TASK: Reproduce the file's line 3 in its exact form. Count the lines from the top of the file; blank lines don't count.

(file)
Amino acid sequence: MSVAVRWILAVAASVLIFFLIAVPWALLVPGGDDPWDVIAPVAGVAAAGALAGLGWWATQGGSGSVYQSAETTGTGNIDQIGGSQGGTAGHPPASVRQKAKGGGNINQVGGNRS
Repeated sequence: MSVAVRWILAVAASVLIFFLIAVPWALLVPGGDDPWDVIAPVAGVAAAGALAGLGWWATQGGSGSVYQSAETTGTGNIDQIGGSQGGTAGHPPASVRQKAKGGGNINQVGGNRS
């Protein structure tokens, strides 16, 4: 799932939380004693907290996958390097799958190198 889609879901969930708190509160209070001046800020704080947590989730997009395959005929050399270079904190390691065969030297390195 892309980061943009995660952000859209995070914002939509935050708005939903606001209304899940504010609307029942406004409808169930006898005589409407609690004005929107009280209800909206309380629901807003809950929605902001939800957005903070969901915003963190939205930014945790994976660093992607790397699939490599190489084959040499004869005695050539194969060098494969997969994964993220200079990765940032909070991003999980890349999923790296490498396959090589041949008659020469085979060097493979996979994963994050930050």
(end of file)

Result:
């Protein structure tokens, strides 16, 4: 799932939380004693907290996958390097799958190198 889609879901969930708190509160209070001046800020704080947590989730997009395959005929050399270079904190390691065969030297390195 892309980061943009995660952000859209995070914002939509935050708005939903606001209304899940504010609307029942406004409808169930006898005589409407609690004005929107009280209800909206309380629901807003809950929605902001939800957005903070969901915003963190939205930014945790994976660093992607790397699939490599190489084959040499004869005695050539194969060098494969997969994964993220200079990765940032909070991003999980890349999923790296490498396959090589041949008659020469085979060097493979996979994963994050930050």